How did you get into the mermaid business? Was it easy ? (Cuz that seems like the most amazing job ever)
First I got a tail and a shell bra - pretty basic mermaid starting kit stuff. I then needed to get a license (because you can’t just go out and do mermaid birthday parties, that’s illegal in the U.S.A.) In my state, New York, you can either get a performer’s license or a DBA (doing business as) - I have a DBA. Not every state in the U.S.A. has a DBA. (You need to look at your states government website.) Then you need an insurance because if a client doesn’t have a pool at their home and needs to book a place, the place doesn’t want to be responsible if something bad happens to you or children - you need liability insurance (LIFE INSURANCE DOES NOT COUNT). I think getting the DBA was the easiest part.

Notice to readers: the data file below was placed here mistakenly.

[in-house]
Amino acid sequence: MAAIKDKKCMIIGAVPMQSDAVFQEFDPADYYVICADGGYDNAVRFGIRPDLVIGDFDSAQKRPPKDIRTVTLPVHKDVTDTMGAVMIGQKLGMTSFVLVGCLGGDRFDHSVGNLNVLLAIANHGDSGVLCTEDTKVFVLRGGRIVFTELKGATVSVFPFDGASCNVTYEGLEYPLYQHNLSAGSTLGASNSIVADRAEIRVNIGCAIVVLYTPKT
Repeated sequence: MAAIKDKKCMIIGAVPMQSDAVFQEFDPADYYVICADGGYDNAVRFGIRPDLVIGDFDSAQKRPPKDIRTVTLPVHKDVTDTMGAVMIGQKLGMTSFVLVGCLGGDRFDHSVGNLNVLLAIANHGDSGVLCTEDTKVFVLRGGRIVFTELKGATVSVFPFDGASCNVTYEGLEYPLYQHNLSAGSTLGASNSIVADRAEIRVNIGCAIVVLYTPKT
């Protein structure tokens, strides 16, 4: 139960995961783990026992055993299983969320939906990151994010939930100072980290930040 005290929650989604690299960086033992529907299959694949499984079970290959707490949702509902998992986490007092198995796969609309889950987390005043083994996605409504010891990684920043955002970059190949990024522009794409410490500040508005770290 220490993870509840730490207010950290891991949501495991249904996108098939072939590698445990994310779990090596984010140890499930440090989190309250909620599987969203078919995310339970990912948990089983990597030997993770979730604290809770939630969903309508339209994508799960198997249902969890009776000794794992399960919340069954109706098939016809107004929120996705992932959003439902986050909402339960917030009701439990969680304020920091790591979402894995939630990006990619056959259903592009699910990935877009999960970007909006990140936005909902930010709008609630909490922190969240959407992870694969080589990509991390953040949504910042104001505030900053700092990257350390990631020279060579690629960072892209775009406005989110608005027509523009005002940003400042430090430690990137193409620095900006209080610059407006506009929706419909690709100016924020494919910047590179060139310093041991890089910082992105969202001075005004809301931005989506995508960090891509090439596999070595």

Being professional can be very, very difficult. Once you get a tail and get a website and you make business/post cards that doesn’t mean everyone is knocking on your door booking you for parties. You’re going to put in A LOT more money going into this than you will be making out of it in the first few years. I know mermaids with full silicone tails, going in the ocean and taking stunning underwater pictures, doing photoshoots with other mermaids and have never been hired for any type of event where they are getting paid. I feel very lucky because in my state, there’s another professional mermaid but she is very far from me so we aren’t competition to each other and some clients that want to book her are a lot more closer to me than they are to her so she sends them over to me and that’s how I’ve gotten some of my gigs. I also have a background in child education which is very good to have (people in high school - if your school does a BOCES program with child education or a child education program in high school and are strongly considering becoming a professional mermaid - TAKE THIS CLASS!), I got to learn what goes into educating a child and I actually got to work with children and I actually had to do “classes” and teach them. I wasn’t really the best with children and taking this class was very helpful for me. You’ll also be in a tail for an hour, maybe more, so make sure you’re fit, my tail weighs about 20lbs in the water, I do float up but I’m constantly moving around so I want to be able to swim around for a few hours without my legs hurting and me feeling exhausted. There’s also potiental “mermaid rides” where kids hold onto your shoulders and you swim on the surface and swim from one side of the pool to the other. Mermaid rides can be very tiring, I think I did 50 in a row with no break to 20 kids - I was so exhausted. There’s also tail maintence, just because you buy a tail doesn’t mean it’s going to be perfect forever. I’m very rough in my tail and I shouldn’t be, but the heels on my tail and the backside the paint has come off, I got advice from another mermaid to buy silicone and eyeshadow the color of my tail and mix it together and paint it on the spots the paint is gone - very helpful. You also have to wash your tail, it can smell very bad sometimes after using it - I use vinegar to wash my tail, and you should hang your tail upside down (fluke up) so the water drips out of the tail and dries it, or you can use a blow dryer (use cold air), I’ve seen mermaids use pull up bars you can in your house to hold their tail upside down or putting up coat hooks.